Course management system firm Jenzabar Inc. is expanding its flagship software suite, Jenzabar Internet Campus Solution, with what it calls a Non-traditional Education Module. The software is designed to improve information processing for administrators using back-end databases to manage student registration, financial aid, and billing. It is designed to meet the demands on administrative offices as universities attract a broader range of students by offering non-traditional courses, including online classes. With the new product, Jenzabar is positioning itself to "seamlessly integrate each end of a college campus, from
students to administrators and faculty."

WebCT and Datatel Unveil LMS, Administrative Interface

WebCT and enterprise Datatel Inc. unveiled interfaces they say will smooth the integration of WebCT and Datatel software. The two companies, which specialize in higher ed systems, have integrated WebCT's Campus Edition 4.0 with Datatel's Colleague. Using the Instructional Management Specifications (IMS) for data exchange with eLearning systems, the Interface automatically populates user-, course-, and enrollment-related data into WebCT's Campus Edition. Grades recorded in WebCT can be dynamically transferred to Colleague. The Datatel Interface also lets users of WebAdvisor interact with WebCT Campus Edition, using hyperlinks from WebAdvisor to directly access WebCT's system.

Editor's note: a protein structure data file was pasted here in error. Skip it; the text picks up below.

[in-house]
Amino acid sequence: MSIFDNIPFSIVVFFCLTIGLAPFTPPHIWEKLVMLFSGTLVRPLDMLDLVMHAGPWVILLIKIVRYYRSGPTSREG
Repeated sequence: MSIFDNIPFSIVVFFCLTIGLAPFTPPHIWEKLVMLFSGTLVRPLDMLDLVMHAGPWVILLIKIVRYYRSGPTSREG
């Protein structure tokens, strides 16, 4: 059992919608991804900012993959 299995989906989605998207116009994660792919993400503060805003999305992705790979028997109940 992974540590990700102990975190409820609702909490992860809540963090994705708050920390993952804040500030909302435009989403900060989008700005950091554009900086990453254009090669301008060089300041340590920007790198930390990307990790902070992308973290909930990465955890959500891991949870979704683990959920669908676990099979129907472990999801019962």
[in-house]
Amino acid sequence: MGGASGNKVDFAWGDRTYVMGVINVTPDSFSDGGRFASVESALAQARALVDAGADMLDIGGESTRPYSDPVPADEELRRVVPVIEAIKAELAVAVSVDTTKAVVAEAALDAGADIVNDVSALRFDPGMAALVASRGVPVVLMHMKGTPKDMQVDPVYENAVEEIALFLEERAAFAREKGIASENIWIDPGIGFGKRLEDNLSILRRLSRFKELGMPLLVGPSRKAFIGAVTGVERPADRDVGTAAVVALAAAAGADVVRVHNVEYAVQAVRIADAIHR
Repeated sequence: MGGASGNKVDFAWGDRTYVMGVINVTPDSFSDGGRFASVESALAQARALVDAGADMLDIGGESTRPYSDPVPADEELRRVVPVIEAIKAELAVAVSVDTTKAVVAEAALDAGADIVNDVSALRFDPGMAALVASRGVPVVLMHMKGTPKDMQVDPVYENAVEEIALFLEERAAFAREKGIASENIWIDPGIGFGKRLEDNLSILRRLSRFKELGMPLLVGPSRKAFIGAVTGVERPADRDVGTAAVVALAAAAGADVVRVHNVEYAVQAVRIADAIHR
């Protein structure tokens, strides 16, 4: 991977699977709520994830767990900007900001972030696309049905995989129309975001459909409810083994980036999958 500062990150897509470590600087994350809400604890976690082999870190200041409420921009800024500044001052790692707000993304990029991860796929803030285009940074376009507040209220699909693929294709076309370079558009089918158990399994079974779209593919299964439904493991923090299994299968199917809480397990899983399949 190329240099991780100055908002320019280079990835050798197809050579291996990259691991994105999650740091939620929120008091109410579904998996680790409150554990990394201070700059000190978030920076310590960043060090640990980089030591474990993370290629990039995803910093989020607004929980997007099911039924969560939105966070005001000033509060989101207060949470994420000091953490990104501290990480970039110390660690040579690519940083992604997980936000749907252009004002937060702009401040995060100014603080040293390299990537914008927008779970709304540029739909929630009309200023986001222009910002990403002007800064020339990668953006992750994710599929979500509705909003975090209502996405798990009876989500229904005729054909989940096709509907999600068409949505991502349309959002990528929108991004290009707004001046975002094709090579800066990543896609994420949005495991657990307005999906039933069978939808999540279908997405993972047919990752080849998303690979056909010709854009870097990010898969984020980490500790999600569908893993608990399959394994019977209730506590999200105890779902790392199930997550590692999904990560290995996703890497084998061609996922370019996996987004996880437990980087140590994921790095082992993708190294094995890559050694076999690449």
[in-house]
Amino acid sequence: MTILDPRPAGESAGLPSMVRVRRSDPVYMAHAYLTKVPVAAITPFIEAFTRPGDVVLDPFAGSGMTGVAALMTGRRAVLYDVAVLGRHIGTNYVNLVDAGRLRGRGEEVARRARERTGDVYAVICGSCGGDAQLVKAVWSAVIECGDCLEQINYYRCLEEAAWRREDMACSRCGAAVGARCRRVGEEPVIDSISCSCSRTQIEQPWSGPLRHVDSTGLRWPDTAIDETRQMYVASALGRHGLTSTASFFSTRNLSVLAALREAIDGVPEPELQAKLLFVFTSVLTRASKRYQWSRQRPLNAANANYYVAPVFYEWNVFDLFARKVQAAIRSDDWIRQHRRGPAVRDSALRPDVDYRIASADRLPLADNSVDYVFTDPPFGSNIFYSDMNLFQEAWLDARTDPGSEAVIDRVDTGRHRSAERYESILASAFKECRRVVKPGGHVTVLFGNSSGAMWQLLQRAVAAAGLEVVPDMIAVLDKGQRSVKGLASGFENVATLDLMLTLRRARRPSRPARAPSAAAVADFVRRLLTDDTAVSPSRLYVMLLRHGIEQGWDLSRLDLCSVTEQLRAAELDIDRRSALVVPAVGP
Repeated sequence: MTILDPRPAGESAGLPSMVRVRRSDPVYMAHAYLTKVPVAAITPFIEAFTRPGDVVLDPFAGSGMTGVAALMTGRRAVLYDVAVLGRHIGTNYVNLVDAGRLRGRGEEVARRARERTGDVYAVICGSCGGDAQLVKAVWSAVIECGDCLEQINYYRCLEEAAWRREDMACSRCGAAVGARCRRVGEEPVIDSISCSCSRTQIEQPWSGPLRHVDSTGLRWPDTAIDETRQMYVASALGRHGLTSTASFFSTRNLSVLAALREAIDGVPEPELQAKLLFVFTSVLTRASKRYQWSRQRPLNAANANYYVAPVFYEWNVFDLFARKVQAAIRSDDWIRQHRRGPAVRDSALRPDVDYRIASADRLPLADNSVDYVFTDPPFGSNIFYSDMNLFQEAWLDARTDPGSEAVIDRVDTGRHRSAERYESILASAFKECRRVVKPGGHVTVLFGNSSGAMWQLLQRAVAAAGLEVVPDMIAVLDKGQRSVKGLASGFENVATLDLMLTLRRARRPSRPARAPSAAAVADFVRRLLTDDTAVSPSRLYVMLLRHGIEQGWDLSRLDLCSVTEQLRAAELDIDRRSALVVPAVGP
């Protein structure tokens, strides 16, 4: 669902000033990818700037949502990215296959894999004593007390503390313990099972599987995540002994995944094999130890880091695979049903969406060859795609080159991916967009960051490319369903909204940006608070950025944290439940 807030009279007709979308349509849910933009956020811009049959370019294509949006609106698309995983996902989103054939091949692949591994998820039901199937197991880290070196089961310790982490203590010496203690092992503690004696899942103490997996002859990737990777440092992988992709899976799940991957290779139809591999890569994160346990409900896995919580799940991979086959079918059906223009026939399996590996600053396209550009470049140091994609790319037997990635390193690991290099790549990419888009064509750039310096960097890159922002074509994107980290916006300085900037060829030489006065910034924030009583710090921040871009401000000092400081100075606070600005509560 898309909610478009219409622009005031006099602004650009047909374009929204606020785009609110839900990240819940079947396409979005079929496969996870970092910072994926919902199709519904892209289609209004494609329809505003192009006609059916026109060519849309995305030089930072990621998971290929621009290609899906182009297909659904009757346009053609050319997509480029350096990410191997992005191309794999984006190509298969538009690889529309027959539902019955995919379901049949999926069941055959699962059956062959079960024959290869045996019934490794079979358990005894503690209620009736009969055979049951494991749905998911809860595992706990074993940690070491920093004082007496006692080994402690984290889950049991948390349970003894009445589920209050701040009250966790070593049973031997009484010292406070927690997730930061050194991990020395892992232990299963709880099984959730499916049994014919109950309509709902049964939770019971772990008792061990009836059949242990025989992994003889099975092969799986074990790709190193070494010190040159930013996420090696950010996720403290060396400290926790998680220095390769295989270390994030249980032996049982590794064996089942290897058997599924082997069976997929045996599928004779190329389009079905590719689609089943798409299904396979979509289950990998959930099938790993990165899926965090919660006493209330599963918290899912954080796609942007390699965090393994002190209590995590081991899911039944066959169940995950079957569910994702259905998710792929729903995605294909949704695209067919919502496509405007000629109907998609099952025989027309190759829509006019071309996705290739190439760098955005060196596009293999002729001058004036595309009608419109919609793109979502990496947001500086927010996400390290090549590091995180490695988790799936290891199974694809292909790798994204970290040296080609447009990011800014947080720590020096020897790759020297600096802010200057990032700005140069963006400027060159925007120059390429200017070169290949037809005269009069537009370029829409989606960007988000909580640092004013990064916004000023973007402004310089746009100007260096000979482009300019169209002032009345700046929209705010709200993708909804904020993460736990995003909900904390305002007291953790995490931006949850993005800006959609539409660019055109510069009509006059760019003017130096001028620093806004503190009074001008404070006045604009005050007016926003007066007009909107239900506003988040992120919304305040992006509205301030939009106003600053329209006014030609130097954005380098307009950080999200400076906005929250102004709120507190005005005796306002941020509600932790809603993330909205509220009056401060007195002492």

SBC Targets Education Market for Wireless Integration Offerings

Phone giant SBC Communications Inc. is targeting the education market for services that would merge campus voice and data requirements onto a single, managed wireless network. The WLAN packages is built on 802.11 technology, allowing users to move about non-wired areas while remaining connected to their voice and data network, the Internet, and the public network via wireless connections.

Sponsored By

Wireless Handheld Computers to Increase Interactivity and Collaborative Learning
This week's interview features Betty L. Black

Click Here to Listen

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Current Topics in Our forums include:
elearning Systems

E-commerce & Enterpreneurship on Campus

Faculty Development

Faculty Best Practices